At a 2006 campaign rally in Virginia,  Senator George Allen used a racial slur, creating the largest and most destructive gaffe of his campaign. Allen repeatedly called a non-white volunteer of his opponent a macaca—a racial slur for African immigrants or a term for a monkey from the Eastern Hemisphere. “This fellow here, over here with the yellow shirt, macaca, or whatever his name is. He’s with my opponent,” Allen stated. From 1967 to 2000, George Allen also hung a Confederate Flag in his office, adding to his portfolio of racially offensive actions. Although this was not George Allen’s first gaffe, it caused significant damage to his career.

 

 

  1.     Mark Foley—Email scandal

In September 2006, the public learned about scandalous emails and instant messages sent by former Florida congressman, Mark Foley. These sexually explicit messages documented conversations from 1995 to 2005 between Foley and under-aged Congressional Pages. In addition to ending his career, Foley’s scandal contributed to the Republican Party’s loss of Congress following the 2006 election.

 

  1.     Bill Clinton—“I did not have sexual relations with that woman”

During a televised speech on January 26, 1998, President Bill Clinton created one of the most well-known political gaffes in United States History. Clinton denied an alleged sexual relationship with 24-year-old White House Intern, Monica Lewinsky. Once Clinton’s actions were validated, this gaffe led the House of Representative’s movement to impeach him in 1998 on perjury. This led to the suspension of Clinton’s license to practice law and damaged the credibility of the executive branch among voters.

 

  1.     John McCain—“The fundamentals of our economy are strong”

At a Florida campaign rally during the 2008 presidential election, Republican candidate John McCain insisted, “the fundamentals of our economy are strong.” McCain unwittingly made the statement on the same day that Wall Street giant, Lehman Brothers, filed for bankruptcy, the first of many events in the Great Recession. The gaffe incited Democrats, who claimed that McCain was “disturbingly out of touch” with the economy.

A screenshot of a word cloud displaying the most used words in Hoover's message regarding "Black Thursday" from UVA's Miller Center. Click the image to read the full transcript on the Miller Center's page.

A screenshot of a word cloud displaying the most used words in Hoover’s message regarding “Black Thursday” from UVA’s Miller Center. Click the image to read the full transcript on the Miller Center’s page.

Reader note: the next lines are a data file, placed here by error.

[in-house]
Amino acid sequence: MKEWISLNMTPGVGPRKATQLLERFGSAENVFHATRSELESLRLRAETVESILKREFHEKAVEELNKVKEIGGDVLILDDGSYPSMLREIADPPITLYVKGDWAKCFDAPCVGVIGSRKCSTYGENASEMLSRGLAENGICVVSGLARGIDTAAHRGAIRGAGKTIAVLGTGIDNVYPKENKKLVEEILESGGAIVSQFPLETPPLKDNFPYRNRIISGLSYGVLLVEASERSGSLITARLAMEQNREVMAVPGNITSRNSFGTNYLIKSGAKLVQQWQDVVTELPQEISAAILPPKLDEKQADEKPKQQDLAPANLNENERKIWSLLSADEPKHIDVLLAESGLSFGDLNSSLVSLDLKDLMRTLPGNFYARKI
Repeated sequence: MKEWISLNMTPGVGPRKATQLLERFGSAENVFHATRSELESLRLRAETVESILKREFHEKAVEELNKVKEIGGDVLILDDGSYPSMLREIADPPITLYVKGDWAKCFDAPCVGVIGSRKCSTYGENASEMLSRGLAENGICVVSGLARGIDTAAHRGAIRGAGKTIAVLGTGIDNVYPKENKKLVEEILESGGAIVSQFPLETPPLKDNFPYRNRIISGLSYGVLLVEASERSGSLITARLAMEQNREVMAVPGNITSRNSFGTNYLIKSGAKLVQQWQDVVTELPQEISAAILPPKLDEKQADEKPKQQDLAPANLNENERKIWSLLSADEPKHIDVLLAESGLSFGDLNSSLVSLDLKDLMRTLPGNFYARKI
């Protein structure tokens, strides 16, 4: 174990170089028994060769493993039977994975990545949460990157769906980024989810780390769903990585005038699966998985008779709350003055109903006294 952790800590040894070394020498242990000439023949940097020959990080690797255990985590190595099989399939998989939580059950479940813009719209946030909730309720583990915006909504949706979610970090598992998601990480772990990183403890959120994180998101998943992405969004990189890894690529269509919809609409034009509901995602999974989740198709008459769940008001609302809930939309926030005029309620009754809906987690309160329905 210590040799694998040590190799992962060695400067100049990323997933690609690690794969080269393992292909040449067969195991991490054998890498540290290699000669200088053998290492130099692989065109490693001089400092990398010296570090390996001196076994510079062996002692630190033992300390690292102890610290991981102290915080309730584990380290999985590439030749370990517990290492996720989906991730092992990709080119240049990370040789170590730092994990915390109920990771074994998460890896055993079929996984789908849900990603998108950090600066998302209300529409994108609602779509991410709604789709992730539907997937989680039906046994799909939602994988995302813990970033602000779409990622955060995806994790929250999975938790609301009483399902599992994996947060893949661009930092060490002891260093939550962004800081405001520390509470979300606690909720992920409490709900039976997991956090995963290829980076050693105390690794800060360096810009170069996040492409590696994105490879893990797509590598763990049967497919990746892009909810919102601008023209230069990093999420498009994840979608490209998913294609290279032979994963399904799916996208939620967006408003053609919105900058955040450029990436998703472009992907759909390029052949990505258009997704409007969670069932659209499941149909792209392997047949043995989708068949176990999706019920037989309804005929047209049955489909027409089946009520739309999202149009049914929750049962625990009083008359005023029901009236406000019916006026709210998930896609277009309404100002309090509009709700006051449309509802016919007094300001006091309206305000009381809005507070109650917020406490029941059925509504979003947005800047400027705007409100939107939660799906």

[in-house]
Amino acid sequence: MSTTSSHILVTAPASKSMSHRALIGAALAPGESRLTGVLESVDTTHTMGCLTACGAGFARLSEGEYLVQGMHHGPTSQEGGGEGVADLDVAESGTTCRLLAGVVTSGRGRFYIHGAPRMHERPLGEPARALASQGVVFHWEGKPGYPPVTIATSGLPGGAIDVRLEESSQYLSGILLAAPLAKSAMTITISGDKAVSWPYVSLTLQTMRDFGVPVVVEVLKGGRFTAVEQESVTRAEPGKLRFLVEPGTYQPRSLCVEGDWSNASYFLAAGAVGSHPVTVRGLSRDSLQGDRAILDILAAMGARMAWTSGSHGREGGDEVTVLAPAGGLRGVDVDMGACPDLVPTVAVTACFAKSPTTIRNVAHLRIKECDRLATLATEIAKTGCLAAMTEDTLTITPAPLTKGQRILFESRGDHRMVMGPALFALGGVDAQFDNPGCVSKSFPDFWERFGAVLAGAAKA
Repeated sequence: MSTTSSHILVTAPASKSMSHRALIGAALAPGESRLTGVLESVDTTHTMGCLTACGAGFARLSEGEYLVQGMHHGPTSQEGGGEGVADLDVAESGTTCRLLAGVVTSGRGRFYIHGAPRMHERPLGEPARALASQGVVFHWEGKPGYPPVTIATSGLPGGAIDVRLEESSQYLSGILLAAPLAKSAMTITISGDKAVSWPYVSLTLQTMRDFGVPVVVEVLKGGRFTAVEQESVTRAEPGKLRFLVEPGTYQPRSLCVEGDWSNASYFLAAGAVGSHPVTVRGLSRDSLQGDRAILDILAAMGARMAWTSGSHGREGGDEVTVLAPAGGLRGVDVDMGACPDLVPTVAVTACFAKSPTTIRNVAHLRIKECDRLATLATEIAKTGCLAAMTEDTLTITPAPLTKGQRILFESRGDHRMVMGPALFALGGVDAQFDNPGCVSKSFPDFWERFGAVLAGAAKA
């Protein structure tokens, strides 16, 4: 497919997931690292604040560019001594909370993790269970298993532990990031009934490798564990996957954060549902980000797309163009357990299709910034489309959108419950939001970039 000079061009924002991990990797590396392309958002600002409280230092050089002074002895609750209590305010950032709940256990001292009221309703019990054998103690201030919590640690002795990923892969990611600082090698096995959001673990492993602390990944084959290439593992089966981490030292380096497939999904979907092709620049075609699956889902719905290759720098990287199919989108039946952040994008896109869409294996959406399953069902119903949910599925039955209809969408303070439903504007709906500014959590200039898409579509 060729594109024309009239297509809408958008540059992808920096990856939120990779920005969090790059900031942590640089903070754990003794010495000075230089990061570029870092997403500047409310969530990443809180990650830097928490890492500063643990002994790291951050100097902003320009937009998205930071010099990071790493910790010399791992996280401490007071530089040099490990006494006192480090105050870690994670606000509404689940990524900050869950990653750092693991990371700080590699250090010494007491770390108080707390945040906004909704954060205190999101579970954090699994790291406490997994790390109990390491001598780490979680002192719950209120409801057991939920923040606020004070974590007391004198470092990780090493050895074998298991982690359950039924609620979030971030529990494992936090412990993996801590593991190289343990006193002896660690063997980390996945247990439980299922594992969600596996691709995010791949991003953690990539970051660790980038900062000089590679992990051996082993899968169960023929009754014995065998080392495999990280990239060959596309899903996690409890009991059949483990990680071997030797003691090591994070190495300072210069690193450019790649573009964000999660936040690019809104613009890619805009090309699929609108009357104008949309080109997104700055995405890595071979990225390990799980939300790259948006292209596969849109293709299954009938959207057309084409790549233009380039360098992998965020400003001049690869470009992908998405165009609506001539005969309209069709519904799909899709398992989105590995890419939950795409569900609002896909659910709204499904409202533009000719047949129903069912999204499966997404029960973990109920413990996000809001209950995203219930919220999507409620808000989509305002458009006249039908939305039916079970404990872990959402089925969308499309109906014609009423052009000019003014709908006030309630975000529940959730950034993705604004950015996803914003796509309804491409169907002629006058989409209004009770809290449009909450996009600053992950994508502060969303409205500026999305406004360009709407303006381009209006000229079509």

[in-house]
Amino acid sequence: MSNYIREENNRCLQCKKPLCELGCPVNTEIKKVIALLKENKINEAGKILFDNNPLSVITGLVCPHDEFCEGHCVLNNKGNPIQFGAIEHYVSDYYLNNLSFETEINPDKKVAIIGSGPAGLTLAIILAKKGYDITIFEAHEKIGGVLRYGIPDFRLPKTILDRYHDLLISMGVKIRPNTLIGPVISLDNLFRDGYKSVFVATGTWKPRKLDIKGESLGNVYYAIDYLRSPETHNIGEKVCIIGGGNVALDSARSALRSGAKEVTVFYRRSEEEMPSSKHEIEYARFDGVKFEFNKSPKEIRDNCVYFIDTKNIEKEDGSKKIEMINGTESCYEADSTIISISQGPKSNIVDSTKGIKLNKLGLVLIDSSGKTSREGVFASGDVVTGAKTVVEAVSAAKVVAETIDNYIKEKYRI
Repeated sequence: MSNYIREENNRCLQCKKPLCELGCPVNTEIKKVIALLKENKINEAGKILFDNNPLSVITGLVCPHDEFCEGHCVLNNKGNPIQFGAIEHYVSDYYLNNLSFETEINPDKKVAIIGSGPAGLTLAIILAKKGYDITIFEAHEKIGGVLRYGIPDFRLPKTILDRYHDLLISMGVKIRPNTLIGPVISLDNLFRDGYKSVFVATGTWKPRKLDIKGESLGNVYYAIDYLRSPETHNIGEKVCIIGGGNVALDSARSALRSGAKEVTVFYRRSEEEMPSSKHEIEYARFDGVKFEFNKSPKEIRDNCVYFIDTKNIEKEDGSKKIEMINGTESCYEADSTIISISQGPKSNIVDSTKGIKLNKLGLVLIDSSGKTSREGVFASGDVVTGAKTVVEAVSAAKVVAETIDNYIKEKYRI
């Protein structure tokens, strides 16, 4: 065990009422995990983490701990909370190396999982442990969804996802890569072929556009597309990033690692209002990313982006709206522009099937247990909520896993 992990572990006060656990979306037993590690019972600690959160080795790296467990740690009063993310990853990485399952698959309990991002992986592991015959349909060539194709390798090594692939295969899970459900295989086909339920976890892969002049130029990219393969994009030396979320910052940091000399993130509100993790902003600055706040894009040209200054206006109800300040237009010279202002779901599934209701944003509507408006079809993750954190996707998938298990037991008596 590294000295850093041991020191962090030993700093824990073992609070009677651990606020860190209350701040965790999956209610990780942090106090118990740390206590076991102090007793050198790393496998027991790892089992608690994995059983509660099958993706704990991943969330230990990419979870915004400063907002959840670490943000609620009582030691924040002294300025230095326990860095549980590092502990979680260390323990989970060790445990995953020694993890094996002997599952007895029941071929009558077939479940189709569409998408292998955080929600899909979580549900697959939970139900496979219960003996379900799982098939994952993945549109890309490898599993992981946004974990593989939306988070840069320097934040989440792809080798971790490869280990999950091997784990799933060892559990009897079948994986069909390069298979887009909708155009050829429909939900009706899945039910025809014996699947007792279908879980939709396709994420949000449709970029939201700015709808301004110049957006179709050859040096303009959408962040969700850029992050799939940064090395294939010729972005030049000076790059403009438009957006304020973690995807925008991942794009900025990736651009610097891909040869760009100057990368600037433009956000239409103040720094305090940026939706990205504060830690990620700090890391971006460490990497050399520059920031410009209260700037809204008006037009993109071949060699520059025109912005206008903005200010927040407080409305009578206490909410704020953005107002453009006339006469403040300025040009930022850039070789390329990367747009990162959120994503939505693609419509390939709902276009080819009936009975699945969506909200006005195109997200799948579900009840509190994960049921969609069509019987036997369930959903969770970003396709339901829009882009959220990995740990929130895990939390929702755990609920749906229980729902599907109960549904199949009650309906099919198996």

1.     Herbert Hoover—“ The fundamental business of the country”

Almost 80 years earlier, President Herbert Hoover made a similar gaffe to McCain’s. On October 25, 1929,  Hoover said, “The fundamental business of the country, that is, production and distribution of commodities, is on a sound and prosperous basis.” Four days later, the Stock Market crashed and Americans entered the Great Depression, the most severe economic downturn of United States history.

 

  1.     George McGovern—“I am 100% for Tom Eagleton.”

In 1972, the Democratic presidential nominee, George McGovern, was under intense pressure to select a running mate. After McGovern named Missouri Attorney General, Thomas Eagleton, as his running mate, McGovern  learned about Eagleton’s recent electroshock treatment for chronic depression. McGovern stood by his running mate, stating, “I am one thousand percent for Tom Eagleton and I have no intention of dropping him from the ticket.” Yet, a few days later, McGovern dropped Eagleton. This damaged McGovern’s credibility and according to NPR, illustrated the need for a thorough screening process before nominees select their vice presidents.

 

  1. George Bush—“Read my lips: no new taxes.”

During his acceptance speech for the 1988 Republican Party presidential nomination, George H.W. Bush pledged to never raise taxes. “Read my lips: no new taxes,” he said. Yet, under Bush’s presidency, the Democrat-controlled Congress raised taxes. During Bush’s 1992 reelection campaign, opponents cited the gaffe numerous times and used it to craft a narrative of Bush as a president who voters couldn’t trust.